Why do we have that special feeling for one person rather than another?
Many forces play a role in who we fall in love with. Timing is important; you tend to fall in love when you are ready. Proximity is crucial; we fall for people we interact with. Both men and women are excited by those who are mysterious—probably because mystery triggers the activity of dopamine in the brain. And both sexes tend to fall in love with those of a similar background and values, which anthropologists call "positive assortive mating" or "fitness matching."
We also fall in love with someone who fits within what I call your "love map." This is an unconscious list of traits you seek in your ideal partner that you build as you grow up.
But there is even more to falling in love: biology. I think we are unconsciously attracted to those who complement ourselves biologically, as well as socially, psychologically and intellectually. I think we fall in love with someone who has a different chemical profile for dopamine, serotonin, estrogen and testosterone that complements our own. This is the basic premise behind my work with Chemistry.com.
What role did you play in the development of Chemistry.com?
I designed many of the questions that people answer when they join the service. These queries are of several types. But foremost, I asked questions designed to establish some of the basics of your brain and body chemistry, chemistry that scientists now believe are associated with specific aspects of temperament and personality.
To that extent, I have named 4 main personality types: the Explorer, the Builder, the Negotiator and the Director.
Many of the questions on the site are designed to establish the degree to which you are these various types. Of course, we are all a vast mix of all of these chemical components (and many others). And we are all unique individuals. But people do seem to fall into broad general categories—types that even Plato and Aristotle recorded some 2,500 years ago. And scientists now think that some 50% of one's personality has a genetic and hormonal basis.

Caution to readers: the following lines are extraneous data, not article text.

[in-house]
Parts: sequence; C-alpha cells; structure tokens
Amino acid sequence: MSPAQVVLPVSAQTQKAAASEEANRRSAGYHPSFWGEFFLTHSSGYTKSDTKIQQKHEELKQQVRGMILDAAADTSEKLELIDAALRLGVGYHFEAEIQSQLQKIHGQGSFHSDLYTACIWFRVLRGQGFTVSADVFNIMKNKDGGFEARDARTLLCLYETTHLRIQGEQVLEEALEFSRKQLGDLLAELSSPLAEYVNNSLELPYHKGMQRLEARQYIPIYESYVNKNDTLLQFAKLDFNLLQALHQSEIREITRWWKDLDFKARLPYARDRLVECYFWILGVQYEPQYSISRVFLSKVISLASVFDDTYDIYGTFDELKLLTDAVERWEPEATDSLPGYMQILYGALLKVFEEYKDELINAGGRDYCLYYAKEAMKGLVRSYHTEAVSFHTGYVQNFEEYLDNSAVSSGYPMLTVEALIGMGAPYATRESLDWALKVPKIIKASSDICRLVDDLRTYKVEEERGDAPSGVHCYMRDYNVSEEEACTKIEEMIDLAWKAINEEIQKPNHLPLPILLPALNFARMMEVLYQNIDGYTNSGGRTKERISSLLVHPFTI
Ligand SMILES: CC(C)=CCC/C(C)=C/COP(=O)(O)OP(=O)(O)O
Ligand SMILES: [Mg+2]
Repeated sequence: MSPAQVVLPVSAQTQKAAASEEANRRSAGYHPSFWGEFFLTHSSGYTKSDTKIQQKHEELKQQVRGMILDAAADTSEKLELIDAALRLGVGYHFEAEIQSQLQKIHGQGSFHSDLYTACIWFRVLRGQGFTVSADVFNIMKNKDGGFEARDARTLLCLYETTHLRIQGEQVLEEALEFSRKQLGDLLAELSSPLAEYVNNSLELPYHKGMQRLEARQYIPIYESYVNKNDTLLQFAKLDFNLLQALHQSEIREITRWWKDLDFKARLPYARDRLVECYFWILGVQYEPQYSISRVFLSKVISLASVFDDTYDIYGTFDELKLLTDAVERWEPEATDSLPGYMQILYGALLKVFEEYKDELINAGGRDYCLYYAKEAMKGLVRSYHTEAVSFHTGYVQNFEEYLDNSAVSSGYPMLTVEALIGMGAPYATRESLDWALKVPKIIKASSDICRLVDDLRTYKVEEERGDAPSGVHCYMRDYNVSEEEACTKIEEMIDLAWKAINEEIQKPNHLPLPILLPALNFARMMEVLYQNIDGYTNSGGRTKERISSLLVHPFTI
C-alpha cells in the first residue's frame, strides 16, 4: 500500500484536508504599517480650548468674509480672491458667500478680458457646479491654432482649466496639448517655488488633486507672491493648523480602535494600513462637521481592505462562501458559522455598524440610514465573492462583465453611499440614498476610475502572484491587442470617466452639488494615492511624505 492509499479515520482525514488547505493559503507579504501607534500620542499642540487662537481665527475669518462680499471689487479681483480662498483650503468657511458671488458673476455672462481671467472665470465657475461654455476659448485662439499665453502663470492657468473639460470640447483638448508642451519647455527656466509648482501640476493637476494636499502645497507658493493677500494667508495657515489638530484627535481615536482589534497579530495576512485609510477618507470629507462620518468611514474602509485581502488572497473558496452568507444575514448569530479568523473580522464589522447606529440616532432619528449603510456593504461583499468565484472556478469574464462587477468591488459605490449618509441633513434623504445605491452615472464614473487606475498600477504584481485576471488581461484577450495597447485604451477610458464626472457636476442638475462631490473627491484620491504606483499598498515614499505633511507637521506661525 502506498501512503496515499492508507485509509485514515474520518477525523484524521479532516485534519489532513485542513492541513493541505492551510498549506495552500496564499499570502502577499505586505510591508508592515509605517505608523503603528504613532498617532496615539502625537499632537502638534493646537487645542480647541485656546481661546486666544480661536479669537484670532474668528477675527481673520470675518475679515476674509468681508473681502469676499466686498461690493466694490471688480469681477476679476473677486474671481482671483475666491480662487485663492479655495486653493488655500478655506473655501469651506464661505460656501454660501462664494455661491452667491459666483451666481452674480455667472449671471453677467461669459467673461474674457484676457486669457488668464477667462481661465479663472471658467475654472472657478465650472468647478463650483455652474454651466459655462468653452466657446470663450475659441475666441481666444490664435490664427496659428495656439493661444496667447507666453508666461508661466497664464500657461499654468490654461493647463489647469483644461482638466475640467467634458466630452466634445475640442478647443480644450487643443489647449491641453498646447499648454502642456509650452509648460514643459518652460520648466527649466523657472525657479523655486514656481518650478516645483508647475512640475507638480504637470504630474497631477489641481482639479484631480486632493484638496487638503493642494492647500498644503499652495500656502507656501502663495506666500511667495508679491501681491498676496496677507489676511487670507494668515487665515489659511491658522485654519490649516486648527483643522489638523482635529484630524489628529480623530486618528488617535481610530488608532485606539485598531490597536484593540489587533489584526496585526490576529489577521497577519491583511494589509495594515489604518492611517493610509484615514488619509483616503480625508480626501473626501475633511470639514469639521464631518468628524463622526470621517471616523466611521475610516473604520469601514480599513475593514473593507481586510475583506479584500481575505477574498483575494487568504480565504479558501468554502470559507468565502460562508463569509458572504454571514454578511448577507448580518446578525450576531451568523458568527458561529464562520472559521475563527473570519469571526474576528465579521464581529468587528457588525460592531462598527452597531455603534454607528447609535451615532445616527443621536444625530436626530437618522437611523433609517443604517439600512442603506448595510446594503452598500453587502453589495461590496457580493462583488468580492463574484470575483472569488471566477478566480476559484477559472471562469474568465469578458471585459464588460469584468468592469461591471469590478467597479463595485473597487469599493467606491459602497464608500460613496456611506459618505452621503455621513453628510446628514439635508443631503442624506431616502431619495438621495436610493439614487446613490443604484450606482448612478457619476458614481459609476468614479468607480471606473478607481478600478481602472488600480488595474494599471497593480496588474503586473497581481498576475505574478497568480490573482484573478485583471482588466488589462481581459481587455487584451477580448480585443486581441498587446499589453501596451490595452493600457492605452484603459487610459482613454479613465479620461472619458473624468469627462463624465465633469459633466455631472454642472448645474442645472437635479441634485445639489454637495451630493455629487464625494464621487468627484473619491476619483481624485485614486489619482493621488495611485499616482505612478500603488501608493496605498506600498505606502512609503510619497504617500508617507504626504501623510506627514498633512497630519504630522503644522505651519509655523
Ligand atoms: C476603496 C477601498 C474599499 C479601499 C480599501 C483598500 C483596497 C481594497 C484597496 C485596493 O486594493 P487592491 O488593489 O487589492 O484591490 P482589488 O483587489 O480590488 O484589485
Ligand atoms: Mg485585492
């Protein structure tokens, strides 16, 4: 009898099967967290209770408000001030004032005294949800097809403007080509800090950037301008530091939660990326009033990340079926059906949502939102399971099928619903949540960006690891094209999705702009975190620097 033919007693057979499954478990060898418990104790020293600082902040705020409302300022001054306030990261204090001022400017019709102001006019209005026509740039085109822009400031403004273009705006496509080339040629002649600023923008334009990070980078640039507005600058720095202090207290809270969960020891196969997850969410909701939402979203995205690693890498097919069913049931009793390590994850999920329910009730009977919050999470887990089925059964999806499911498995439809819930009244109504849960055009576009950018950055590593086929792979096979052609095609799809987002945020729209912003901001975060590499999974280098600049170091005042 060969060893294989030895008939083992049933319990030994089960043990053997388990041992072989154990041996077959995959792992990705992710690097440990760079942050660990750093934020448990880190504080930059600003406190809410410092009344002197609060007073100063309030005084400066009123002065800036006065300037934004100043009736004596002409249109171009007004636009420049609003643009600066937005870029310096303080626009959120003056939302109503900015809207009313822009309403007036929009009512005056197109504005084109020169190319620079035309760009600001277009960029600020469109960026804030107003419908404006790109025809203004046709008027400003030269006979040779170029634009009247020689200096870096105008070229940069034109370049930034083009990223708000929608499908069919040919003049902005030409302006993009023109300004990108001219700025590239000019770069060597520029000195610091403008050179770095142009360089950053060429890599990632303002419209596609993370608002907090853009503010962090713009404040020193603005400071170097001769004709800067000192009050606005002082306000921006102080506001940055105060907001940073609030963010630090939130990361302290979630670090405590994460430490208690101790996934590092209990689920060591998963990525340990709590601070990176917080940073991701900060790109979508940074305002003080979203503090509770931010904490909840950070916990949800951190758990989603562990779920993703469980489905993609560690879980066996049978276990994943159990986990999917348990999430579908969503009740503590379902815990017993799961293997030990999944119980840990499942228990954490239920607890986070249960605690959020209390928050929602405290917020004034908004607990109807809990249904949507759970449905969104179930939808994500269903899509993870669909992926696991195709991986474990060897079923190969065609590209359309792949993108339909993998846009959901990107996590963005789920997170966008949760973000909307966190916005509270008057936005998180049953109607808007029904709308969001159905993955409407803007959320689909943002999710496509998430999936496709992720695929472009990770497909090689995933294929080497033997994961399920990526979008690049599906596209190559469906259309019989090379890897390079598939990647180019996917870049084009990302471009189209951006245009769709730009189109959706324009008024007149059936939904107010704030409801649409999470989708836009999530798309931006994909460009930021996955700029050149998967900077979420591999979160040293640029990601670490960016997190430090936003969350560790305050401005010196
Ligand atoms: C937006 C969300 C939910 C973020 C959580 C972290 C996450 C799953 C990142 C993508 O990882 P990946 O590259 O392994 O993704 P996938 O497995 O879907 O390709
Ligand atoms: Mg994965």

I also have questions designed to establish which chemical types you tend to be attracted to. Last, we ask you what you are looking for in a mate. And using your various answers, the folks at Chemistry.com and I hope to introduce you to individuals who will not only spark your brain circuitry for romantic love but also keep that passion percolating for years.
Can your research be applied to people who meet online?
Absolutely. Online courtship is basically no different from any other way of wooing. In fact, Internet dating is more natural to the human brain than meeting in a bar. In a bar you often interact closely with people before you know anything at all about them. But for millions of years our ancestors lived in small hunting/gathering bands where people were connected through marriage and ancestry. So long before a young man and woman actually met, they probably knew quite a bit about each other's family background, values, and interests, even some of his or her idiosyncrasies of personality—because people talked and people introduced them. Matchmaking is thousands of years old, much older than the bar scene.
Is online dating a viable solution for people looking for enduring relationships?
Yes, definitely. These days most people are marrying later, in their mid twenties or thirties. They are less likely to wed after high school or college—so these big pools of potential mates are no longer available to them. People move away from home, too, far from their natal social networks. Then most of us build incredibly hectic lifestyles and work long hours, so we have less time. And as people get older, they often begin to find bars and nightclubs less appealing. So online dating has become practical, efficient—and a safer and more effective—way to find love. Most important: it works. Since I began working with Chemistry.com, so many people have told me that they met their spouse online.